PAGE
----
Interest in sustainable investing has grown tremendously in recent times, and Janus Henderson is no stranger to the theme. Its portfolio boasts a 30-year history, and has continued to register healthy performance despite recent volatility. As of March 2020, it is one of the lowest carbon equity portfolios in the world, with a 30.5% exposure to knowledge and technology sectors, including robotics and artificial intelligence. This high allocation indicates that companies in Janus Henderson’s sustainability universe are at the forefront of environmental and social sustainability, and they are harnessing technology to bring about positive change.
“Our sustainable investment framework helps us to select companies with resilient and compounding growth characteristics by virtue of being on the right side of environmental and social megatrends,” says Hamish Chamberlayne, Head of Global Sustainable Equity and Portfolio Manager, Janus Henderson.
The framework, as described by Chamberlayne, is built around four megatrends: population growth, aging, climate change, and resource constraints. These trends are then broken down into 10 long-duration themes, which fall into two categories: environmental and social. The environmental aspect includes efficiency, water management, and sustainable transport. Among the social themes are knowledge and technology, quality of life, health, and safety.
Investing based on these long-term themes serves two main objectives, Chamberlayne explains. First, it leads to investment opportunities.
“Companies with goods or services associated with our themes are going to have superior investment and growth characteristics,” he says.
Secondly, the themes help to ensure that the investments make a positive impact on people and the planet. Specifically, firms that are involved in decarbonisation, the circular economy, and digitisation hold long-term value, he adds.
As part of the investment process, companies in the portfolio are measured against how they are contributing to the United Nations’ 17 sustainable development goals to be achieved by 2030.
“These goals are aspirational, so there is a very strong philosophy of improvement in our investment strategy,” says Chamberlayne, adding that engaging and partnering with companies is an essential aspect of driving progress. This approach, in turn, is linked to another crucial component of sustainable investing – active management.
The active difference
When it comes to sustainable investing, Chamberlayne notes that an active management approach is critical because it is through engagement, in-depth analysis, and due diligence that managers can identify companies that are more likely to succeed over the long-term.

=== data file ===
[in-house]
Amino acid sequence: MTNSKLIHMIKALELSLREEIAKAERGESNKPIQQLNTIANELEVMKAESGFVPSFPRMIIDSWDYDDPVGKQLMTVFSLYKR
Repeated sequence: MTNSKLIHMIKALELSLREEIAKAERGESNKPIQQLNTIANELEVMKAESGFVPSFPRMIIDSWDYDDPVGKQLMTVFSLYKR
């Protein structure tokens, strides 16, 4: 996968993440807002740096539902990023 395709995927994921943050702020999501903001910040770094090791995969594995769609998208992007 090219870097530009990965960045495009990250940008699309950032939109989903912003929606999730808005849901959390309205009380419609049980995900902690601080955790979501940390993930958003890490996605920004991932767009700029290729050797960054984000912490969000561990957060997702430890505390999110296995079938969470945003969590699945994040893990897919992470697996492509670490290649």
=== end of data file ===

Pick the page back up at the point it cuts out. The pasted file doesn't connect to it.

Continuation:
“A passive allocation is a direct abdication of the ability, as an investor or a shareholder, to make a conscious decision about how capital is being allocated into the world. Having an active approach helps the team make better investment decisions and leads to better outcomes for clients over the long term,” he says.
It is worth noting that to help companies achieve their climate goals, Chamberlayne and his team started what they refer to as a Net Zero Carbon 10 initiative to better engage with portfolio companies around the journey to becoming net-zero carbon.
The triple bottom line
There are sceptics who continue to question sustainable investing’s ability to generate returns, but Hamish believes that abiding by the triple bottom line framework of planet, people, and profit can lead to superior returns.
“We want to have all three aligned,” Chamberlayne explains. “Sustainability and generating returns are closely interrelated. What is required is a clear set of principles about the environmental and social issues, and how they influence and impact the investment process and selection. We invest for profit, people and the planet. We believe the best investment returns will be generated by companies with resilient, compounding growth characteristics, and these attributes are more often found in companies that are on the right side of sustainability trends.”
Chamberlayne emphasised that the current economic system had been operating on an infinite growth assumption, which means that companies risk running into problems with limited resources in the future.
“If you're investing in companies that are creating the problems, causing environmental and social harm, you are taking a much greater risk with your capital,” he says.
Chamberlayne is careful to avoid predicting appetite for his asset class over the short term, but he is hopeful the ongoing crisis can serve to underscore the attractiveness of sustainable investing, and how it can lead to better outcomes not only for investors but also for the environment and society in the long run.
“We are living in a period of such exceptional change – characterised by the low carbon energy transition, the fourth industrial revolution, and the digitisation of everything – that we do not have an environment of broad-based growth ‘lifting all boats.’” In this environment, Chamberlayne observes, “there will be big winners and big losers.”
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